Getting outside is a big, growing business. The combination of improved technology, convenient ways to share information among outdoor retailers, and the ever-present lure of getting to show off on social media has filled our trails and peaks with enthusiastic new hikers, skiers, and climbers.
All of these folks need to be outfitted for the journey. Unsurprisingly, few ecommerce industries have seen more rapid (and impressive growth) than outdoor brand retailers. In fact, according to this 2015 Outdoor Shopping Focus study, the outdoor ecommerce space is vastly outperforming the ecommerce industry as a whole.
Here are just a few remarkable stats to consider:
Differences in Outdoor vs. Broader Online Retail – 2015 vs. 2014*
As you can see, this unique space is exploding with growth and opportunity, particularly regarding ecommerce sites across the board.
Moreover, these trends are consistent with what is expected to continue across the ecommerce world. In 2016, retail will continue to outspend other industries on digital advertising (both paid and organic). According to eMarketer, from 2015 to 2020 US retailers are expected to show a compound annual growth rate (CAGR) of 11.9%, for a total of $23.04 billion spent on digital advertising in 2020. In 2016 alone, US retailers will spend $15.09 billion on digital advertising.
In other words, online retail is huge. And outdoor retailers are in one of the most impressive and growing sectors of that industry.
What should outdoor retailers do?
In light of all this opportunity, the natural question becomes, what should outdoor ecommerce sites do to help boost their organic digital marketing to take advantage of the situation?
To help answer that question, we decided to use four outdoor clothing brands to serve as examples. For each brand, we felt they have aspects which are first class regarding advanced ecommerce strategies for outdoor retailers and help illustrate the top 5 advanced strategies in this space.
The Sample Sites:
- Fjallraven – Makes outdoor clothing, quality packs and other assorted carrying devices
- Kuhl – An outdoor clothing company, specializing in wool and warm layers
- Obermeyer – Ski and winter clothing from a brand with a heritage in Aspen, CO, one of the meccas of US skiing.
- SmartWool – The absolute best when it comes to socks, base layers, and endurance-related products
Strategy #1 – Tell a compelling brand story
In today’s online marketplace, to effectively reach consumers you need content. And to drive content strategy, brands usually need it to be unified under something. Otherwise, you are (probably) just throwing a bunch of disorganized junk out into cyberspace.
Therefore, there is a huge need for the brand message or ‘story’ which can be told. Having this unified message not only helps align all content and marketing efforts but also, it can resonate with users in a compelling way. And of course, this is exactly the sort of thing Google is looking for in its organic rankings and shopping feeds. Remember, focus on the user and else will follow.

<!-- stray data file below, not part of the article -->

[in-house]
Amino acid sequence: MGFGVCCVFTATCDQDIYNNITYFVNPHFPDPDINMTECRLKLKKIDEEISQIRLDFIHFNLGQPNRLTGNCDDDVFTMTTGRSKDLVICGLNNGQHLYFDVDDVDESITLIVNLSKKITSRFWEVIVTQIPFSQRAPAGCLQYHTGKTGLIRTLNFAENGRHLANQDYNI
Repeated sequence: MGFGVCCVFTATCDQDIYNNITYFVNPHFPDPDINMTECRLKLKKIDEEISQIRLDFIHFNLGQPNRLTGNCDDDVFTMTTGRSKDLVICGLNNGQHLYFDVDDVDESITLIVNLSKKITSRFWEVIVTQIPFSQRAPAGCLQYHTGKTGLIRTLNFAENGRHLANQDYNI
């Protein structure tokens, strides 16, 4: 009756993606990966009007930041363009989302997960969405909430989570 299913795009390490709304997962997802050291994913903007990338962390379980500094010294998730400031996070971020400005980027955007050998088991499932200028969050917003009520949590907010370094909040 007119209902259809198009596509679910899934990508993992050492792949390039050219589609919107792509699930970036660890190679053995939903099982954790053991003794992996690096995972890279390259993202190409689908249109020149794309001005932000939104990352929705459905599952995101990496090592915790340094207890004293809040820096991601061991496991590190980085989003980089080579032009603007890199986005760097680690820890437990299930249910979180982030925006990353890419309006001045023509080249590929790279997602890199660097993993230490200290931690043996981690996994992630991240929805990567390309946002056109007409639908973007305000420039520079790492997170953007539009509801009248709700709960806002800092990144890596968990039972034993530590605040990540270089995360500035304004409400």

Here are a few key questions to ask yourself when thinking about crafting this a brand strategy:
- What exactly is your brand story? What do you want people to know about your story?
- What is your ‘brand authenticity’? What makes you unique or special about any of the other online retailers of the world?
- How can your brand story inform what you are doing from a social, blogging, product, onsite content focus, etc.?
All of the sample sites we looked at had some unsurprising brand themes, such as big imagery, connection with the land, environmental stewardship, etc. This is good as it is obviously very consistent with the sector as a whole. But we like what Kuhl and Smartwool did in particular.
Kuhl has rallied around the brand story of being “Born in the Mountains.” For them, the idea is that they are not just providers of equipment, but very active users in the spaces in which they sell. Everything they do as a company revolves around and starts with the mountains. You can see this in examples across all of their marketing channels:
Additionally, Kuhl takes the time to highlight and explain their story throughout their content. They have a high-quality page devoted to telling their history (an essential), but they also have taken the time to do fun things like developing the KUHLMOG truck – a 4wd mountain beast capable of carrying the brand flag into all areas. Examples abound elsewhere as well.
The point is, no matter how you interact with the brand, you get the sense of familiarity, consistency, and a unified message which makes it that much easier to build trust and help customers work their way down the buying funnel.
Smartwool also does an exceptional job of telling their brand story. Their slogan is “Go Far. Feel Good.” Smartwool makes simple baselayers and socks, so it is important that those things are a cozy, comfortable, and simple as possible. The brand takes this simple message and goes very far with it.
In fact, just about all of their marketing revolves around education and ‘proving’ what it is that makes Smartwool products so much better. Here are just a few examples:
Once you get to the product pages, the education continues. There aren’t your run-of-the-mill ecommerce product pages. Rather, each product has unique highlights about what makes it so good.